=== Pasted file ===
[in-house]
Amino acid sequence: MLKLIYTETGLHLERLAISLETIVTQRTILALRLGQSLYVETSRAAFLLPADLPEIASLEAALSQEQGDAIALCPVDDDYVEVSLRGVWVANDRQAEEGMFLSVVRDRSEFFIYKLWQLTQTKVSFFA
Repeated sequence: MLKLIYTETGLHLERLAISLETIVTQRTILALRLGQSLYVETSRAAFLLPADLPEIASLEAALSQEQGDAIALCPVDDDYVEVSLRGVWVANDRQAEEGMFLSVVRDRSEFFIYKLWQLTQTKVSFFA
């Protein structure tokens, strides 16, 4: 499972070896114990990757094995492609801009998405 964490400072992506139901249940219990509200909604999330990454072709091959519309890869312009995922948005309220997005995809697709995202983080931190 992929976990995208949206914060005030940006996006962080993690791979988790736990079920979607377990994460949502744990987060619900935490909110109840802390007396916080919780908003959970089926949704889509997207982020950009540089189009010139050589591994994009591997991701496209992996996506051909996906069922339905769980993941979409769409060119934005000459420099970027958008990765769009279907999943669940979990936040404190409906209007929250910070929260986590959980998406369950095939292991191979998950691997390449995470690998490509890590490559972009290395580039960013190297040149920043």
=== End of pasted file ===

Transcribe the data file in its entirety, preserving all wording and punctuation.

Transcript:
[in-house]
Amino acid sequence: MLKLIYTETGLHLERLAISLETIVTQRTILALRLGQSLYVETSRAAFLLPADLPEIASLEAALSQEQGDAIALCPVDDDYVEVSLRGVWVANDRQAEEGMFLSVVRDRSEFFIYKLWQLTQTKVSFFA
Repeated sequence: MLKLIYTETGLHLERLAISLETIVTQRTILALRLGQSLYVETSRAAFLLPADLPEIASLEAALSQEQGDAIALCPVDDDYVEVSLRGVWVANDRQAEEGMFLSVVRDRSEFFIYKLWQLTQTKVSFFA
């Protein structure tokens, strides 16, 4: 499972070896114990990757094995492609801009998405 964490400072992506139901249940219990509200909604999330990454072709091959519309890869312009995922948005309220997005995809697709995202983080931190 992929976990995208949206914060005030940006996006962080993690791979988790736990079920979607377990994460949502744990987060619900935490909110109840802390007396916080919780908003959970089926949704889509997207982020950009540089189009010139050589591994994009591997991701496209992996996506051909996906069922339905769980993941979409769409060119934005000459420099970027958008990765769009279907999943669940979990936040404190409906209007929250910070929260986590959980998406369950095939292991191979998950691997390449995470690998490509890590490559972009290395580039960013190297040149920043």